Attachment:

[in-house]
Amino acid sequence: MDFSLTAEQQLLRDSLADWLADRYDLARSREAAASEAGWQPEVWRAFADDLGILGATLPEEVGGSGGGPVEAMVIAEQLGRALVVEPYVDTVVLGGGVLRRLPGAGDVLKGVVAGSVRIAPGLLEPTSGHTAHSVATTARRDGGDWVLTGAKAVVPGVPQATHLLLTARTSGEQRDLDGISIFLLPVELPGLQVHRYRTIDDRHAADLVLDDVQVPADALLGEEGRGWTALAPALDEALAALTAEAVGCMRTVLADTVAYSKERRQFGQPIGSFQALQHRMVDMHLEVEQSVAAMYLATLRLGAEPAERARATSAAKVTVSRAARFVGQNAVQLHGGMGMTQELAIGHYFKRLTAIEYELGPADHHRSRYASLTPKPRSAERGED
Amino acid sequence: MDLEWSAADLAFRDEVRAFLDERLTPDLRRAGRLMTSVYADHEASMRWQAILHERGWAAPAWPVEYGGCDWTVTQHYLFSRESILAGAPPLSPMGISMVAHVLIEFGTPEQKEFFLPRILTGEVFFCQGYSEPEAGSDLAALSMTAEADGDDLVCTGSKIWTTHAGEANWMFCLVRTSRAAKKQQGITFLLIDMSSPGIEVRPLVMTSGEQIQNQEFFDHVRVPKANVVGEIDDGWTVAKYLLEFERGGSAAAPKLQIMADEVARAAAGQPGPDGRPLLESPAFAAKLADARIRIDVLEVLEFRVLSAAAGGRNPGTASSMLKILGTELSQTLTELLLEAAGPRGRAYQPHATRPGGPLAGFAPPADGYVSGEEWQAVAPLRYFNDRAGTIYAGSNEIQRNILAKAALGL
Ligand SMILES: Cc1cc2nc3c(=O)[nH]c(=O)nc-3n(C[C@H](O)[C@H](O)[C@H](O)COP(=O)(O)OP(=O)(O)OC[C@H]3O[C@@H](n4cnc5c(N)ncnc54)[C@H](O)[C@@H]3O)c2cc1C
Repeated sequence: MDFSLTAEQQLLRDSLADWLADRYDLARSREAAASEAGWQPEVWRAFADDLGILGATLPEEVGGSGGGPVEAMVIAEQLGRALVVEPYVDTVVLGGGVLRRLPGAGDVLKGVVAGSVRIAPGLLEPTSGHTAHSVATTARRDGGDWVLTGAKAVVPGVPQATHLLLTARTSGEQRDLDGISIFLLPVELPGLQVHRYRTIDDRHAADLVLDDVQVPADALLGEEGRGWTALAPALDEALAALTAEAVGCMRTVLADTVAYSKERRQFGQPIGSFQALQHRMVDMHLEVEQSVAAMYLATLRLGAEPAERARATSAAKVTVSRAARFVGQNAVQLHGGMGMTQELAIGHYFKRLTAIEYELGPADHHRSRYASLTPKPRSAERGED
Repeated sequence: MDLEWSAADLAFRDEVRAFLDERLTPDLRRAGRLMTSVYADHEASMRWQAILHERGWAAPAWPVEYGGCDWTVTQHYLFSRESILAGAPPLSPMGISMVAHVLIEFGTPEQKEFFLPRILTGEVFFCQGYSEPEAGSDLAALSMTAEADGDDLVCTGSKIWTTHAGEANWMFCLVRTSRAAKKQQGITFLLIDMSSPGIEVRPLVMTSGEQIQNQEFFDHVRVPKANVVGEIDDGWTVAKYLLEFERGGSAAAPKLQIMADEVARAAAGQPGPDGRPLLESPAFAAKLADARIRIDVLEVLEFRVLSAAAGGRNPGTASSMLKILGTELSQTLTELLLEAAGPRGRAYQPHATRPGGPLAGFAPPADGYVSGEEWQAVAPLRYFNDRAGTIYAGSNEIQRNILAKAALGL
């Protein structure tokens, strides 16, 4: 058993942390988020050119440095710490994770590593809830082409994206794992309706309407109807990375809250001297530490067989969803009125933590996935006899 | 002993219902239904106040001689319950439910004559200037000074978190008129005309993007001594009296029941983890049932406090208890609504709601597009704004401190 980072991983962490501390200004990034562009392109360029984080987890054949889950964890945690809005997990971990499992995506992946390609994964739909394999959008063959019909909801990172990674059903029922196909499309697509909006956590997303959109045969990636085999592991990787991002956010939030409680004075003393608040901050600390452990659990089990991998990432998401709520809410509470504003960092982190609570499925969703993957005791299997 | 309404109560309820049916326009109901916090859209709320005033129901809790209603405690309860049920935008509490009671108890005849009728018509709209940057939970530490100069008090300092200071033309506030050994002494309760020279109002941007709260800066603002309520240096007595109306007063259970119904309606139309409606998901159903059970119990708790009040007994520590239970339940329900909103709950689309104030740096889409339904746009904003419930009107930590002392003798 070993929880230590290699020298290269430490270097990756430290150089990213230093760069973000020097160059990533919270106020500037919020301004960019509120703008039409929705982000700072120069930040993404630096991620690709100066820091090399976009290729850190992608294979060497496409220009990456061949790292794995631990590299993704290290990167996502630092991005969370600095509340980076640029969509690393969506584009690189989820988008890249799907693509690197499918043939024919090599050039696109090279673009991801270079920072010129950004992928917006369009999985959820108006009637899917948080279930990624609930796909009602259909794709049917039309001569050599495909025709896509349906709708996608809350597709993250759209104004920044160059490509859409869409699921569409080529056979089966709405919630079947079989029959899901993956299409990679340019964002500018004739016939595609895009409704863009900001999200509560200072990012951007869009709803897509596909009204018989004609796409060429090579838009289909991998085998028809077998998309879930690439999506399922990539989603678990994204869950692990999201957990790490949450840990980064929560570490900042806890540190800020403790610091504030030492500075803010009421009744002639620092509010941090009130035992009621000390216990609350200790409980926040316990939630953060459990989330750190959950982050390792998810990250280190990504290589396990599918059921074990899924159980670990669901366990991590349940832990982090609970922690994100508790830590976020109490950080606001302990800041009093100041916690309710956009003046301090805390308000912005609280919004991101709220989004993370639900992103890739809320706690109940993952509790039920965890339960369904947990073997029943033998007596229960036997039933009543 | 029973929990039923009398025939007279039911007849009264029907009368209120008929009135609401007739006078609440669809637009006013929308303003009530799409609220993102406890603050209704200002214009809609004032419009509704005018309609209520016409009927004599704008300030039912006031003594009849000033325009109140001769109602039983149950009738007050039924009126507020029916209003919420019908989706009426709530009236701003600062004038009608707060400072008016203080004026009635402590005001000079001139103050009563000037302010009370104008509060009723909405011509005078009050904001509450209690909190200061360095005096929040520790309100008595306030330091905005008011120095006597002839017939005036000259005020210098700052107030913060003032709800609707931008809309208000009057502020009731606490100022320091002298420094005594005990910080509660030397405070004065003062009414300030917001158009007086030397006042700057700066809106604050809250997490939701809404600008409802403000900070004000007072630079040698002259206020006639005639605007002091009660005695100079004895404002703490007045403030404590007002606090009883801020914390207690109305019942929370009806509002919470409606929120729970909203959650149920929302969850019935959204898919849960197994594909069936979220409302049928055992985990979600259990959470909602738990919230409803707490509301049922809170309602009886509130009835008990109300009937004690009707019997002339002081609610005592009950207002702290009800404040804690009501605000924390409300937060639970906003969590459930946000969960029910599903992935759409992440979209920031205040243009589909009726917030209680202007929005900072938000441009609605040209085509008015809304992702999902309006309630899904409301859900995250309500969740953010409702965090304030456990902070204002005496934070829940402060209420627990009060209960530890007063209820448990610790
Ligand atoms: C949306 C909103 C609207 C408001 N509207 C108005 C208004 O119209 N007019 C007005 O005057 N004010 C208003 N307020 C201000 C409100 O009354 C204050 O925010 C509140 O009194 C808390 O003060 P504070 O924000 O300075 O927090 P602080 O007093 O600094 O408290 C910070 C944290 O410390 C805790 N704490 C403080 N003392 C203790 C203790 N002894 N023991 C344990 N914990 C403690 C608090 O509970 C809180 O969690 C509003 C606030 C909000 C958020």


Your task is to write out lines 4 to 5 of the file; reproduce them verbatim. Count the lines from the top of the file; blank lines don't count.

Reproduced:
Ligand SMILES: Cc1cc2nc3c(=O)[nH]c(=O)nc-3n(C[C@H](O)[C@H](O)[C@H](O)COP(=O)(O)OP(=O)(O)OC[C@H]3O[C@@H](n4cnc5c(N)ncnc54)[C@H](O)[C@@H]3O)c2cc1C
Repeated sequence: MDFSLTAEQQLLRDSLADWLADRYDLARSREAAASEAGWQPEVWRAFADDLGILGATLPEEVGGSGGGPVEAMVIAEQLGRALVVEPYVDTVVLGGGVLRRLPGAGDVLKGVVAGSVRIAPGLLEPTSGHTAHSVATTARRDGGDWVLTGAKAVVPGVPQATHLLLTARTSGEQRDLDGISIFLLPVELPGLQVHRYRTIDDRHAADLVLDDVQVPADALLGEEGRGWTALAPALDEALAALTAEAVGCMRTVLADTVAYSKERRQFGQPIGSFQALQHRMVDMHLEVEQSVAAMYLATLRLGAEPAERARATSAAKVTVSRAARFVGQNAVQLHGGMGMTQELAIGHYFKRLTAIEYELGPADHHRSRYASLTPKPRSAERGED